Wastewater infrastructure that has been compromised by degradation or cross bores can cause environmental problems such as contaminated groundwater or soil. VPI services can locate existing cross bores before they cause problems and prevent new cross bores by identifying where potential intersections of utilities could occur during directional drilling projects.
GPRS video sewer scope services can help discover a collapsed sewer lateral, duct, or an unknown blockage in a pipe – all problems that, if left unchecked, could affect the environment and surrounding communities. We limit project delays and budget overruns by locating the exact impediment in your sewer or stormwater line, including bellies, collapses, tree roots, lateral taps, cross bores, or other damages.
Our utility locating services are enhanced by our ability to discover, inspect, and map water and sewer systems by using robotic video pipe cameras, push cameras, and lateral launch cameras. Our VPI services ensure you receive a comprehensive map of your sewer system including hard-to-discover elements like lateral lines.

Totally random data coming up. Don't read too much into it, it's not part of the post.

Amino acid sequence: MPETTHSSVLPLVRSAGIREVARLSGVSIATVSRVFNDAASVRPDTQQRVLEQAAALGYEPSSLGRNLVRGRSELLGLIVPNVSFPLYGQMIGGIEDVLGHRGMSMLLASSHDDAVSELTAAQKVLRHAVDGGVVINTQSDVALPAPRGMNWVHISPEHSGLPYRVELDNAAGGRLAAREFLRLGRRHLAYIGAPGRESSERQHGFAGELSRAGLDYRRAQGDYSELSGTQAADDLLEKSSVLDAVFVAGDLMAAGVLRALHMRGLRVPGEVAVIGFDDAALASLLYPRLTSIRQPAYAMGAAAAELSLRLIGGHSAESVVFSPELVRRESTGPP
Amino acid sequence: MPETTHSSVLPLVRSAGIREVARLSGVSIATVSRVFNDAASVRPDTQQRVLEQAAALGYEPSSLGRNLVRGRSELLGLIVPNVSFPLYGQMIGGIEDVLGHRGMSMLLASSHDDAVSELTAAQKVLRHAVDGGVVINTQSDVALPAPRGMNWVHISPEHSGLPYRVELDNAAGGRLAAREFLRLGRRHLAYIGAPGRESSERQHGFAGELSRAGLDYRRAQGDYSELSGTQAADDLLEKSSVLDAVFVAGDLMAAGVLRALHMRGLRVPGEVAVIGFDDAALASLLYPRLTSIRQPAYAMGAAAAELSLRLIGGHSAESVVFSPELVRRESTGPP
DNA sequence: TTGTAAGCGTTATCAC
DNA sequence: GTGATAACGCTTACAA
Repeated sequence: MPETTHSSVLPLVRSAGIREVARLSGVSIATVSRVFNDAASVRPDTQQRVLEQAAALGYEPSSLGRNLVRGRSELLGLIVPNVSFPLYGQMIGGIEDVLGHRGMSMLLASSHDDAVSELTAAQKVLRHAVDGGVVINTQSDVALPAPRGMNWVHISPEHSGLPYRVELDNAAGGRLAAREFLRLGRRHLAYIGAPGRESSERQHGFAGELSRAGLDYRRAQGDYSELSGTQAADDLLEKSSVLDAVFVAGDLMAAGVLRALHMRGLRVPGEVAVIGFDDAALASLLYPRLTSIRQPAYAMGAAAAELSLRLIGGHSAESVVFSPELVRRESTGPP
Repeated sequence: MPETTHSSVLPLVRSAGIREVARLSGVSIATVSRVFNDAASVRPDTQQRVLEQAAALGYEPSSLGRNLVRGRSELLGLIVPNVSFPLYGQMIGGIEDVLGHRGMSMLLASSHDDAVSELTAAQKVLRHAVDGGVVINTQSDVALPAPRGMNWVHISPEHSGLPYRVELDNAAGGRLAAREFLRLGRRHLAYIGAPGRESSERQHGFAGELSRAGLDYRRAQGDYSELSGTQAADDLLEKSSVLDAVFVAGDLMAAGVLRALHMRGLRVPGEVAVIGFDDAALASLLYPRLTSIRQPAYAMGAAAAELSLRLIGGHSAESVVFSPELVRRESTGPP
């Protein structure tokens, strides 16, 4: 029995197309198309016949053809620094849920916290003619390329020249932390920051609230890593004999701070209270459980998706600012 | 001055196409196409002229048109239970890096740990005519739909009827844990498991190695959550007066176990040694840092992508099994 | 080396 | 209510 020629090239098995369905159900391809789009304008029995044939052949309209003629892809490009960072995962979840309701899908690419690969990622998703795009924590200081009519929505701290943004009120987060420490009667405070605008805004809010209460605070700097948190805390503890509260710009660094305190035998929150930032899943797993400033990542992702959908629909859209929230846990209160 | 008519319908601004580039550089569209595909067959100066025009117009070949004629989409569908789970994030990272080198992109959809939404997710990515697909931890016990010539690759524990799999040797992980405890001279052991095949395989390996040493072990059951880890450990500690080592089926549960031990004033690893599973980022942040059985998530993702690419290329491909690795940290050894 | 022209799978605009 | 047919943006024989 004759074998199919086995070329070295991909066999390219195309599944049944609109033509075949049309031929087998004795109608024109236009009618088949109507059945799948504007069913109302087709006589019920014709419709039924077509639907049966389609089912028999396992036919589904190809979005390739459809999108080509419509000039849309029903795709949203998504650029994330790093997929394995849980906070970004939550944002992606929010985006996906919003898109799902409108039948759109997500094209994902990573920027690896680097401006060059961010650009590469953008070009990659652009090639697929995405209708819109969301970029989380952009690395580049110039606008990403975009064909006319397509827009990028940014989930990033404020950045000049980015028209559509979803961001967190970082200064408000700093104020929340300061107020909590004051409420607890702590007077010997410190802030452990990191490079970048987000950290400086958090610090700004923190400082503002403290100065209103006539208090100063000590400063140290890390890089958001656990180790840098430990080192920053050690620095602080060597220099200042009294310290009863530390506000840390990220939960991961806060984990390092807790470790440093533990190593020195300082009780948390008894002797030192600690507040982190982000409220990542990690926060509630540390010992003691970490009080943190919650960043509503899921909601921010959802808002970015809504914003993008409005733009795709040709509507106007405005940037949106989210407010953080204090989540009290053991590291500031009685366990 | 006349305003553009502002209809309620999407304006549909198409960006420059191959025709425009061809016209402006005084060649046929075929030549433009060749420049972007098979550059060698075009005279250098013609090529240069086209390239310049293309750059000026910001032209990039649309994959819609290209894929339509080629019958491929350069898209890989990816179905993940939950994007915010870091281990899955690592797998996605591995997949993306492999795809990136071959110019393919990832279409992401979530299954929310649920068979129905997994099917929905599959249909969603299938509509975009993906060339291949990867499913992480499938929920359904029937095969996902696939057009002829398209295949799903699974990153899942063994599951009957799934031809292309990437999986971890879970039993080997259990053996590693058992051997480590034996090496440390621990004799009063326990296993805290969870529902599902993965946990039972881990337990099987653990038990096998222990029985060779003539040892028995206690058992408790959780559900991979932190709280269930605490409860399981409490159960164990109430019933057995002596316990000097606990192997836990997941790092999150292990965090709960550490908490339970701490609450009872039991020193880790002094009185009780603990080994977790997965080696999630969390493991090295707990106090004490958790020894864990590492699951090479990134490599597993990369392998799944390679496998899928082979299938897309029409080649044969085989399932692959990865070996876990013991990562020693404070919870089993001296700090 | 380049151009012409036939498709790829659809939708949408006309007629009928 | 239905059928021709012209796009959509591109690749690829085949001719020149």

Why Do I Need a Sewer Inspection?
The average sewer pipe in the United States is 45 years old and operating at 81% capacity. 70,000 sanitary sewer overflows occur annually in the U.S., and over 50% of those overflows can be directly attributed to Inflow/Infiltration (I/I): the process of groundwater or water from sources other than domestic wastewater entering sanitary sewers.
I/I can cause dilution in sanitary sewers, which decreases the efficiency of treatment which can lead to overflows. The best way to mitigate this problem is to hire a professional sewer video inspection service like GPRS to run our remote-controlled rovers equipped with CCTV cameras through your infrastructure to ensure its integrity.